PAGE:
Cycles, repeated patterns in life that give us structure and continuity, are certainly welcomed by me. I teach my students to look for cycles in every area of their lives. After all, the human brain looks for patterns and will strive to make patterns out of seeming chaos.
I have lived long enough to have witnessed many cycles come and go and return again. I have even benefitted by keeping some of my more expensive clothing until the cycle of styles made them stylish once again. It is possible to identify decades in the U.S. through the cycles of clothing, makeup, music and movies. This certainly makes it easy to hold costume parties.
My chosen field of work is education, a profession which undergoes constant cycles of rebuilding and tearing apart accepted norms. I have seen good come out of these cycles, and I have seen the proverbial baby thrown out with the bath water. I have learned to accept each cycle with a grain of salt. However, some of the cycles have developed into a worthwhile cause: all children can learn if you present the information to them at their level of understanding.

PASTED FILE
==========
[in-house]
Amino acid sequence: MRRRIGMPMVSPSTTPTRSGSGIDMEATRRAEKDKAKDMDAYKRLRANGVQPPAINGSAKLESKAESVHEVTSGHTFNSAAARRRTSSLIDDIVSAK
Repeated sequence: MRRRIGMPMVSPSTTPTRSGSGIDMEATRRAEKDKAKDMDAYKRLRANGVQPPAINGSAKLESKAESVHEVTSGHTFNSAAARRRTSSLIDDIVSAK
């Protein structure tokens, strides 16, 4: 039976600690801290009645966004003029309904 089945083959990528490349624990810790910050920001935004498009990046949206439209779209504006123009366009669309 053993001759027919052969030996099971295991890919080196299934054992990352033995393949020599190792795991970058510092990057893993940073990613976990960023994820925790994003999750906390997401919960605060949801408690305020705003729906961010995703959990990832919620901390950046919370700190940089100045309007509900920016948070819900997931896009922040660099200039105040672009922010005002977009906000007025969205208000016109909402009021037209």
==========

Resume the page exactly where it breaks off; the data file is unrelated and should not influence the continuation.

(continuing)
Stages of learning as recognized by Piaget are types of cycles. The progression from one level to the next may vary age-wise, but usually it will not vary in order or sequence. Such cycles or stages give us assurance and a means to check our children’s growth. I am thankful for these age-proven cycles which can serve as guide posts to me in helping children learn.
I also teach children about the water cycle, the rock cycle, and the carbon cycle. As they see how these cycles progress and then repeat the process again, I remind them of the old adage, “What goes around comes around.” I hope my students will accept the challenge to practice the Golden Rule, pay it forward, etc. I believe the world would be a better place if we could recycle these traits of love and caring.